This case study looks at the work of the Mental Health Intensive Support Team (IST), NHS England with an NHS IAPT Provider: North Tyneside. The use of an ‘interim pathway’ designed to clear waits in order to implement new and sustainable pathways is discussed. The case study is connected to a Waiting List Initiative inviting bids to clear waits within IAPT services. Following a visit by IST, funding was agreed with the provider.
This case study looks at the work of the Mental Health Intensive Support Team (IST), NHS England with an NHS IAPT Provider: North Tyneside. The use of an ‘interim pathway’ designed to clear waits in order to implement new and sustainable pathways is discussed.
The case study is connected to a Waiting List Initiative inviting bids to clear waits within IAPT services. Following a visit by IST, funding was agreed with the provider.
The North Tyneside Talking Therapies Service had inherited large waiting lists as a result of a re-tendering process. In order to clear waits to get to a sustainable position understood by using capacity and demand modelling, the service needed to do something innovative as ‘business as usual’ would not clear waits. A waiting list initiative based on an interim six session focussed CBT Model with therapists seeing 25 patients per week to clear the High Intensity waiting list was agreed.
Waiting List Initiative
- The service combined two separate Step 3 waiting lists with patients waiting for CBT Therapy.
- Waiting list validation. Mental Health Practitioners and Senior Therapists reviewed all cases based on information given at referral, assessment and identified problem descriptors.
- Patients who presented with trauma and OCD were ruled out as it was felt that these two presentations would not benefit or recover within a 6 session therapy model.
- Of the total 511 cases waiting; 459 were identified as appropriate for the waiting list initiative.
- A “waiting list initiative” label was placed on identified patients’ electronic record held on IAPTus (patient management system).
- Eight whole time equivalent therapists were recruited using recruitment agencies and a further two service employees working additional hours were also recruited to work on the interim pathway offering a 6 session therapy model to work through the combined list of identified cases.
- Each wte therapist held a caseload of 25 patients seen on a weekly basis.
- All service employed staff were informed when removing patients from the waiting list to select the patients who had not been identified. This enabled therapists to offer patients presenting with OCD or Trauma a course of treatment as necessary to achieve maximum recovery results.
- Waiting List Initiative or interim pathway patients were also offered a 6 month subscription to ‘The Big White Wall’; this is a guided support selection of structured online programmes. Members can subscribe to a course on managing anxiety, or managing depression. Members take a Minimum Data Set before they can access each week’s session content.
- The service developed a strict DNA and Cancellation policy which included a Therapy Contract specifically for use within the initiative and therapists discussed the importance of attendance at initial treatment sessions. Both clinician and patient signed the contract of understanding regarding this.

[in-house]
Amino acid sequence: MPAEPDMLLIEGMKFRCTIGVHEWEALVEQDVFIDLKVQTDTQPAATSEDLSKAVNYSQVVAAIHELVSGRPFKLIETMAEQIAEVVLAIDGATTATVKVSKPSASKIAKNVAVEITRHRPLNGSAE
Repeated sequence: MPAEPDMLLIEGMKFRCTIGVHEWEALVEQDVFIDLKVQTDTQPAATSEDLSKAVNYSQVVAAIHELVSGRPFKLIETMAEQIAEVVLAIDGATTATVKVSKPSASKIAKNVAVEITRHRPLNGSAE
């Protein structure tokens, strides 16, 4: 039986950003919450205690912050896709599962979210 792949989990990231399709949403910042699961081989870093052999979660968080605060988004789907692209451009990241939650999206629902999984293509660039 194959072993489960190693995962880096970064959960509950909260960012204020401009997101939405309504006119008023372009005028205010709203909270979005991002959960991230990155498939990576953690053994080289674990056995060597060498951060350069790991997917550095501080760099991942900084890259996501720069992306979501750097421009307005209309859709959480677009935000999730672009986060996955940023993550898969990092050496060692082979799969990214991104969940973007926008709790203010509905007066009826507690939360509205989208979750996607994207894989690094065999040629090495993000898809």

Waiting List Results:
|No of patients on Step 3 waiting list|
|Weeks||7 Jan 16||25 May 16|
|Finished course of treatment||254|
|Deceased (assessed only)||2||0.6%|
|Completed scheduled treatment||152||42.0%|
|Dropped out of treatment||100||27.6%|
|Referral to non-IAPT service||11||3.0%|
|Arrived late, but was seen||0.26%|
|Attended on time||63.24%|
|Did not attend||12.02%|
|Late (Not seen)||0.26%|
|Recovery (as defined by IAPT caseness to non-caseness)||34.85%|
|Reliable Improvement (improved by 5 points or more on PHQ9 and GAD7)||63.49%|
The waiting list initiative was successful in reducing the waiting list in both size and length of wait.
Although recovery was below the national target of 50%, the high number of declined treatments (patients who were contacted and offered a course of therapy and stated they no longer wished to be seen) and dropped out (patients who failed to engage for their full course of therapy) had a negative impact on achieving this recovery target. However, it is important to note that the reliable improvement rate was higher than the nationally set target and national average rate of 60%. This reflects that although patients may not have met the IAPT definition of cases, they showed a high level of reliable improvement.
Keys to success
A clear understanding of the problem
An openness to new ideas and challenges
Good and trusting relationships
The aim of the Waiting List Initiative was to create an interim pathway to clear waiting lists. The service was successful in this but they reported additional gains including a change to the culture of the service. Where therapists had been “very kind but not effective”, the new pathway with clear boundaries was beneficial to both patients and clinicians. Whilst initially resisted by staff, a return to a ‘pure’ IAPT model improved clinical outcomes and staff morale. The service has increased its recovery by 10 per cent and the commissioner has plans to use the methodology with the step 4 waiting lists.
Clearing backlogs and waiting lists is difficult and many services fail despite additional funding. Using an interim pathway, bespoke to individual services, is one way of addressing this problem. IST can provide support with this and demonstrate how to use the methodology. This case is an example of IST working with provider/commissioner to support a waiting list initiative to successfully reduce waits and, in this case, improve services for patients and staff.